07-24-2015 07:58 AM
RaynorC1emem7 - thanks for trying to help!
I was using Razor and MVC and it generated name attributes instead of id. Perhaps this would have solved my problem but I wanted to take advantage of Razor in my view.
After nearly 3 days of struggling with Authorize.net I switched to Stripe.net and was able to get their sample application up and running in less than 2 hours and I had their interface fulling integrated into my application in less than a day. They offered a very nice, fully functioning, sample application that made the entire process very easy to understand and quick to test and implement.
Authorize.net could benefit from looking at what they have done.
Thanks again for trying to help.
07-24-2015 08:09 AM
I think my biggest struggle with Authorize.net was getting any type of meaningful error messages from the interface. Every time I would submit a request I got a message back stating my login id and password were invalid. Needless to say, I spent a huge amount of time trying to figure out why this was the case when if fact my problem clearly (with the benefit of hindsight) had NOTHING to due with the login credentials.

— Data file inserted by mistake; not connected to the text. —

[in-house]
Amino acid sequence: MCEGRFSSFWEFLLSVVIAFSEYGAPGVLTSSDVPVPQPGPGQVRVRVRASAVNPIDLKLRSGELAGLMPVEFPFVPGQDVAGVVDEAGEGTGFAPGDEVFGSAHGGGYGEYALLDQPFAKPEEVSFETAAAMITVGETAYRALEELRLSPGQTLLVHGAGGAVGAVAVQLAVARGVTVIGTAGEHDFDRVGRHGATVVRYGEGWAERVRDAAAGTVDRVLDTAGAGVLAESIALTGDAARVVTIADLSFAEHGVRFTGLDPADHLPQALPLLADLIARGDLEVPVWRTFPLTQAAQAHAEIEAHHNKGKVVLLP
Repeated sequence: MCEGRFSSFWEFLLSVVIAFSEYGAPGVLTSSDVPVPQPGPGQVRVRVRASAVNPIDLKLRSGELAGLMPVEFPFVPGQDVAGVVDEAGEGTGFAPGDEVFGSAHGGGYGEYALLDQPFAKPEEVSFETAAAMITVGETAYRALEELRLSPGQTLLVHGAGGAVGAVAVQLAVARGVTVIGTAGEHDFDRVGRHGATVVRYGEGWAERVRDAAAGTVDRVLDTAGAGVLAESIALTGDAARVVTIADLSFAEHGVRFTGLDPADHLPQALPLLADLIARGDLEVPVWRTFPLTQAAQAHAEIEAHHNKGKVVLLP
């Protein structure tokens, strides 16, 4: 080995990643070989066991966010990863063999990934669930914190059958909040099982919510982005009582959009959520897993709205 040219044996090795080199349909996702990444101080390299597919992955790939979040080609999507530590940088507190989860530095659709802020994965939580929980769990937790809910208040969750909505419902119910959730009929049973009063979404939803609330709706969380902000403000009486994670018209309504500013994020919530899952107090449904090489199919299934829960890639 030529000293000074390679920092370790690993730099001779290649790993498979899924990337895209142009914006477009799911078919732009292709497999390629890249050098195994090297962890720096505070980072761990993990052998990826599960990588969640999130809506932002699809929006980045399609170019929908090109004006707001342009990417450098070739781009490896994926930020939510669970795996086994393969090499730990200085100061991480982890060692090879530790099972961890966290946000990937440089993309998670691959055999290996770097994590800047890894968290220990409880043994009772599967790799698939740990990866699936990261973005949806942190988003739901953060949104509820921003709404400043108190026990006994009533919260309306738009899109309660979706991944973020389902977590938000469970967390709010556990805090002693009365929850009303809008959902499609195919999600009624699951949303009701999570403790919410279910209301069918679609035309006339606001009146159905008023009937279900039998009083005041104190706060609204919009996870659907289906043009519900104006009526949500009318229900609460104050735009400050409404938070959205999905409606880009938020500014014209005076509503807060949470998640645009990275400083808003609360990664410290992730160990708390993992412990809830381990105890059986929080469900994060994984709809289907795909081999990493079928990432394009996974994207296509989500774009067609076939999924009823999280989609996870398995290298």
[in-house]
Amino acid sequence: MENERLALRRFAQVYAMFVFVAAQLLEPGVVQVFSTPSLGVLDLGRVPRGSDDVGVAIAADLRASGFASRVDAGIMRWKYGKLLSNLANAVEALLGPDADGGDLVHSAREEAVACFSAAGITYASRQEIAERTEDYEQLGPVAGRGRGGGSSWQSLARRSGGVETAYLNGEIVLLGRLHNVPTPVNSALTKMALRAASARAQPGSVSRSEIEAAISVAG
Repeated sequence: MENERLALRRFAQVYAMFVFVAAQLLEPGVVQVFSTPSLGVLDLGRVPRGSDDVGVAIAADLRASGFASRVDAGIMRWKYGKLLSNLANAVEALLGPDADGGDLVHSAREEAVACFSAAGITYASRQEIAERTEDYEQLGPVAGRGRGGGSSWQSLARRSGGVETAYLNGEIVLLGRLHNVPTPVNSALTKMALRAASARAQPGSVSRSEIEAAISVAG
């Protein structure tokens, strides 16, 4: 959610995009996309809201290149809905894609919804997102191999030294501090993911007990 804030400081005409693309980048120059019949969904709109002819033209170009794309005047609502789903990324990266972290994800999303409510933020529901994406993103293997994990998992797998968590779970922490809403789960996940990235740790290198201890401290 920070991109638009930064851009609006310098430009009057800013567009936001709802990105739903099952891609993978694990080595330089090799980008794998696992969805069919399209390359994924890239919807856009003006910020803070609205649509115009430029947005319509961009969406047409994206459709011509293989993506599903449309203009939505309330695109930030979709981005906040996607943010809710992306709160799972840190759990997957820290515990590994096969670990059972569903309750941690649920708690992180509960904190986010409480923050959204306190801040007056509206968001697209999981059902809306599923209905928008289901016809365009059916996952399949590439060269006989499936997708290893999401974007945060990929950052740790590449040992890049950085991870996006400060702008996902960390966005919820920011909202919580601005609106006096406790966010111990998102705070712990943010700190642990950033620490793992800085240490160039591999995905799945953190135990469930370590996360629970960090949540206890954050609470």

One of the most critical features when developing an interface is to provide meaningful and useful error reporting so the caller of your interface can independently identify the cause of integration errors. Without sufficient error reporting it is impossible to call an interface without support from the publisher of the interface. This is where my experience failed with Authorize.net. I clearly had a problem in how I was calling the interface but the error reporting I was getting back from the call not only didn't provide sufficient information to allow me to fix the problem but even worse it sent me down a path that was ENTIRELY wrong.